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Recruiting graduate trainees

The best-planned training programme will be ineffective if the business recruits a graduate trainee who does not have the capacity to make the grade as a financial adviser. The recruitment process is the foundation of the rest of the programme&#39s success and this is reflected in the attention paid to the recruiting process in the guidebook.

In this article, we set out to explain why planning the recruitment process is important, the main steps in the recruitment process, from finding the potential recruits to appointing someone and the legal issues relevant to recruiting in employment law and data protection.

The need to plan the recruitment process

Recruiting is one of the most potentially difficult processes. Recruitment mistakes can be very expensive in terms of wasted time and money. Despite this, many managers fail to plan their recruitment process and prefer to select just on the basis of their instinctive reaction to potential recruits, rather than a rigorous analysis of what qualities the job requires and whether the candidate has them. Liking the candidate is usually important but it is not enough.

Organising the recruitment process properly can take time and money but it can also impress candidates. It is worth remembering that they too have a choice about whether to join an employer. So they should be treated professionally and with respect. Even if the business does not end up employing them, the chances are that some candidates know or are related to actual or potential clients – and they might yet turn out to be future clients themselves. It pays to be considerate.

When planning the recruitment process, it is worth checking some of the legal issues surrounding recruitment and employment in order to avoid potentially expensive pitfalls.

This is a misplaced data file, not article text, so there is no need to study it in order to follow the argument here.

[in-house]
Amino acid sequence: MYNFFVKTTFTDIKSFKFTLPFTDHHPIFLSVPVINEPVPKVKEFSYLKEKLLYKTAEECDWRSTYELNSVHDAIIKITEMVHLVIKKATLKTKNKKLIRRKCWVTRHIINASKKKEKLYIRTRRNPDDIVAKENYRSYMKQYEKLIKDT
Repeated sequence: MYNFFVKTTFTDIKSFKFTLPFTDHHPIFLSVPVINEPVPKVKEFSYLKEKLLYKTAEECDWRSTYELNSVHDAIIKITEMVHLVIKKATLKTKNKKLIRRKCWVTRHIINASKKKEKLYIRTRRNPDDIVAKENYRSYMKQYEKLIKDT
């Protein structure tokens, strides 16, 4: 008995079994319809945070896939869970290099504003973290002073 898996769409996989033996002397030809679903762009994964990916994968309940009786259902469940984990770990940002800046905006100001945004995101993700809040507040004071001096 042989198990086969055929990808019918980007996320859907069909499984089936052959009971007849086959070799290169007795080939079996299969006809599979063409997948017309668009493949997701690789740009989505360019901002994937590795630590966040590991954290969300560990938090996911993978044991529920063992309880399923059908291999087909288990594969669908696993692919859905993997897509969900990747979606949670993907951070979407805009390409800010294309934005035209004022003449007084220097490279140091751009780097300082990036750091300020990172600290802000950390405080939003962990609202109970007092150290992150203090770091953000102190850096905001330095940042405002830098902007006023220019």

The main steps in the recruitment process

It is worth drawing up a formal written plan for the recruitment process. The main steps should be as follows:

Step 1: Write the job description

Sample job description

Job title: Graduate trainee financial adviser

Reports to: Line manager

Location: Office-based in central London

Purpose of the role: To undertake the role of administrator and paraplanner while developing the competences of a financial adviser.

Key tasks:

To support three financial advisers with:

•Product research

•Diary management

•Obtaining quotations, illustrations and product information using internal systems and software, provider intranets and the internet •Liaising with product providers

•Client administration

•Producing draft reports and suitability letters

•Administering client files

•Documenting client meetings

•Providing support for client meetings, including schedules, valuations, quotations and other information/documentation.

•Updating and using the back-office systems

•Commitment to a professional development contract consisting of private study for examinations and the development of practical competences to become a financial adviser Qualifications and competence: graduate or equivalent For competence – see recruitment person specification

Step 2: Decide on the level of remuneration for the graduate trainee.

Step 3. Write the person specification

Sample person specification

Knowledge competences

•Identifying evidence Grading 1-4*

•Has achieved appropriate qualifications

•Number and level of appropriate qualifications

•Positions of responsibility and achievement, for example, sport, societies Skill competences

•Identifying evidence Grading 1-4*

Learning

•Ability to acquire, update and apply new skills and knowledge •Has demonstrated an ability to pass examinations

•Can give examples of recent learning and its application Analytical thinking •Can assess information, make comparisons and identify critical features.

Numeracy and quantitative skills

•Has shown an ability to analyse quantitative information about investments •Able to manipulate and analyse numerical data

Self-management

•Able to operate with little supervision

•Evidence of making decisions for themselves

Planning and organising

•Able to use time and resources effectively to deliver results required •Evidence of a structured approach to revision

•Operates a diary and arrives on time

Interpersonal skills

•Able to make a positive impact when rebuilding and maintaining relationships •Creates a strong first impression